BoSacks - The Profit Prophet: Has the Print Magazine Bubble Burst?
I have to be honest. I am shocked that so many magazine people are so shocked about the current state of the industry. For years, before the economic downturn, we heard that there were too many redundant titles out there. You've heard of the "dot-com bubble" of 2000 and the "housing bubble" of 2008; I think we are experiencing the bursting of the magazine bubble of 2009-2010.
This is not a prophecy of doom and gloom for the industry, as my friend Samir Husni (aka Mr. Magazine) likes to say, but rather a message of hope. History shows us that after a market's bubble bursts, comes a period of sensible growth and recovery. The magazine industry will not wither and die under these pressing conditions, but will contract and move on. It will get rid of the fat, and become a more capable force of monetized information distribution. The smart publisher will refocus with 21st-century business models, models that deal with the advertising agencies' demand for transparency and accountability. They have begun to call it granularity.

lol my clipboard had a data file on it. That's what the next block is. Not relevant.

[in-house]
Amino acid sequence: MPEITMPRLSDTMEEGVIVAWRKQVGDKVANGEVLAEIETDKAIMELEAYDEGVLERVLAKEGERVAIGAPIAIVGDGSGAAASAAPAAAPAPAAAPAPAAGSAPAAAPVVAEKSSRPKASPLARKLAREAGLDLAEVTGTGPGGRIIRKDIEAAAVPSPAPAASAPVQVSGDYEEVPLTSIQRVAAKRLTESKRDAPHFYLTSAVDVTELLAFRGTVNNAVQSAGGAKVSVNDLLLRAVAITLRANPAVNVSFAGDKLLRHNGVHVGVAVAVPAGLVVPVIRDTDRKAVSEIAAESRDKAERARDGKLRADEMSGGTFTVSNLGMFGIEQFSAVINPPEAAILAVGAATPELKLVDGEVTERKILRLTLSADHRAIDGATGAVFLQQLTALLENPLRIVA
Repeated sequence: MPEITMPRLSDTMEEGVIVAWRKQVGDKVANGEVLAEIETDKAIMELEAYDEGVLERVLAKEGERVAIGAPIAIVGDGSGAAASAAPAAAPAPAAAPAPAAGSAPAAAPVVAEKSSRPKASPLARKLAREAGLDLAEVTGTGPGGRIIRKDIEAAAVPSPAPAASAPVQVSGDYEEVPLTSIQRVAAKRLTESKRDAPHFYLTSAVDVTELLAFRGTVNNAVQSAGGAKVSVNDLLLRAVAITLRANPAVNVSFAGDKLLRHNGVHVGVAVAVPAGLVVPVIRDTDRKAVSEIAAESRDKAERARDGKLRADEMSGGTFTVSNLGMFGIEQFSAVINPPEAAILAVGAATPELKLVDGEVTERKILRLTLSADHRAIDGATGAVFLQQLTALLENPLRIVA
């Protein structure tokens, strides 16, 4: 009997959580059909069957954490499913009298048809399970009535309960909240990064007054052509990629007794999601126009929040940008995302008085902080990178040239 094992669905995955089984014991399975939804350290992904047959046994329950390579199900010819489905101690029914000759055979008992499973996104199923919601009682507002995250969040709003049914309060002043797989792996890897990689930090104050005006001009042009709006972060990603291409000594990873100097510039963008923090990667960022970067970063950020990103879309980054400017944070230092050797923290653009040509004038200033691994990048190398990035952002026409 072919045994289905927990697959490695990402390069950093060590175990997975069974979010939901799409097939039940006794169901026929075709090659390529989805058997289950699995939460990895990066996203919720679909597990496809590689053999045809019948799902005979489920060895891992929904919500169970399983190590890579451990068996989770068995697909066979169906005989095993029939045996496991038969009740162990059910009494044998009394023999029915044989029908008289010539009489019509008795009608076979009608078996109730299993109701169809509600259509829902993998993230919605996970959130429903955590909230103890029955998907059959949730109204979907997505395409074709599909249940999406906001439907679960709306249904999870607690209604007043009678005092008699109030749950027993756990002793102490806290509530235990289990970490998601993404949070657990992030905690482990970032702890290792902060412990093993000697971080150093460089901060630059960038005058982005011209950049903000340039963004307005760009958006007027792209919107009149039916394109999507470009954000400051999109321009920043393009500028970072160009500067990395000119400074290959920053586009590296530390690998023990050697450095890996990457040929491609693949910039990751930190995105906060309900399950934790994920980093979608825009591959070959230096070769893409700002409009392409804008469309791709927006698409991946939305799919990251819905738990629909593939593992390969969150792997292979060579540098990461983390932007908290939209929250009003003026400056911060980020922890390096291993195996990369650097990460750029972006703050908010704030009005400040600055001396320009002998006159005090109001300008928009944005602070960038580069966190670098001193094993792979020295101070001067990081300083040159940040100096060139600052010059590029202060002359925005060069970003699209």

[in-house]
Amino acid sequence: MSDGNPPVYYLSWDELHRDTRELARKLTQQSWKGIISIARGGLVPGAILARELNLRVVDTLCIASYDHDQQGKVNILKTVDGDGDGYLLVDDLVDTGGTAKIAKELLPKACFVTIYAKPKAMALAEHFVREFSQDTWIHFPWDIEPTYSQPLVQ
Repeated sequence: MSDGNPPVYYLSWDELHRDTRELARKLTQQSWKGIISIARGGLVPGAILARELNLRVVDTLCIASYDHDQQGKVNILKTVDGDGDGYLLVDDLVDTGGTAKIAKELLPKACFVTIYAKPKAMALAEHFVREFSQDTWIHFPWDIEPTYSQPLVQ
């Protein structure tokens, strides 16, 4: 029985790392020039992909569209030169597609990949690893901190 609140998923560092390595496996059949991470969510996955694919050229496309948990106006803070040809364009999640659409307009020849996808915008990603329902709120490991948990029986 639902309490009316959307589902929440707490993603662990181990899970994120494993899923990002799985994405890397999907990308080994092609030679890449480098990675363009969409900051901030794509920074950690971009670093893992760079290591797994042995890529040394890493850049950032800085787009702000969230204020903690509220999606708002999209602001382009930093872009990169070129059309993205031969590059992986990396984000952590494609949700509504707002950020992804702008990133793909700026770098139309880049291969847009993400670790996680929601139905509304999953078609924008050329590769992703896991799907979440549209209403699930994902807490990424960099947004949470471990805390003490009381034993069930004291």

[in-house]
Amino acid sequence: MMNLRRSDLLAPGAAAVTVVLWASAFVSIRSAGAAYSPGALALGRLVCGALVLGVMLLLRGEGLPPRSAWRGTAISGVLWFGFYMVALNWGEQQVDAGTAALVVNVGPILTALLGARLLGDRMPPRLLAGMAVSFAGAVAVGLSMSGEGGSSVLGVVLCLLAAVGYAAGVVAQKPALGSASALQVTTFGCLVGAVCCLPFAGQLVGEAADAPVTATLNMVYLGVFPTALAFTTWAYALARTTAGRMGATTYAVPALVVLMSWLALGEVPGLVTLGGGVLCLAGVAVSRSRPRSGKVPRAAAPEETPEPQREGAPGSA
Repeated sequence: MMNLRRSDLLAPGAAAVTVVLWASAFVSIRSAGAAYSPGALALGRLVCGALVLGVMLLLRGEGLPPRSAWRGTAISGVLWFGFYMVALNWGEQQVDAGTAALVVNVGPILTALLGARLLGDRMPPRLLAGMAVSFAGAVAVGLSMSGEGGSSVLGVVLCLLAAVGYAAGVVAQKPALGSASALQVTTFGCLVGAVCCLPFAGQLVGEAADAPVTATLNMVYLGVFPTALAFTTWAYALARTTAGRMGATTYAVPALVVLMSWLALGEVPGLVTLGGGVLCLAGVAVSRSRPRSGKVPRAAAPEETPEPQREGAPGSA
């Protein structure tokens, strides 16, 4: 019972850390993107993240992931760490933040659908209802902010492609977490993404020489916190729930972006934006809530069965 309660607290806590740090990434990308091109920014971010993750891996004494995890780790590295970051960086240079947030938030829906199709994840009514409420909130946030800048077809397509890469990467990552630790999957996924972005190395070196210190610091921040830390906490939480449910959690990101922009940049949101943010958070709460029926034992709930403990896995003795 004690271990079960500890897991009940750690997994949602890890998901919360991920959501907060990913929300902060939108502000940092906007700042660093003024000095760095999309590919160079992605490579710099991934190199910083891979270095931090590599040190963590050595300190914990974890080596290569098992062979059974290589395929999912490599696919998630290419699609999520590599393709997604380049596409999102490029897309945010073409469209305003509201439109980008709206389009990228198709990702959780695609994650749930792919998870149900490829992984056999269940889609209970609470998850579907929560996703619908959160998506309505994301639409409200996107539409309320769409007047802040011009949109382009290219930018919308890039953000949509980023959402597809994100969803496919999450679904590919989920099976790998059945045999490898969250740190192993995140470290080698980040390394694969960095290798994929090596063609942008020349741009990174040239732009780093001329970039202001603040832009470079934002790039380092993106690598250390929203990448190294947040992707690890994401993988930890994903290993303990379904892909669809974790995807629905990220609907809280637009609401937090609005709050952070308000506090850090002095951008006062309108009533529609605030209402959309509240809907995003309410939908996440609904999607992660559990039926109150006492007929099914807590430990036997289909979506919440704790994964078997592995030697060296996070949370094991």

So what's next, and how will we get there?
A great industry shift is happening. BPA and ABC are changing their rules. They are looking closely at the digital magazine market, and with good reason. Digital magazines are our best hope for giving advertisers what they want—information and granularity.
The direct-marketing industry recently reported that e-mail open rates averaged 22.2 percent in the second quarter of 2009. (That is, 22.2 percent of people opened and viewed the e-mail with images turned on; the actual number of people who opened the e-mail with images turned off, and therefore not trackable, may be significantly higher.) The report, from Epsilon (which tracks e-mail trends), also noted that Q2 2009 showed an increase in open rates and click-throughs year over year. Of the industries tracked, financial services had the highest open rates—35.6 percent in Q2, up from 28.4 percent in 2008.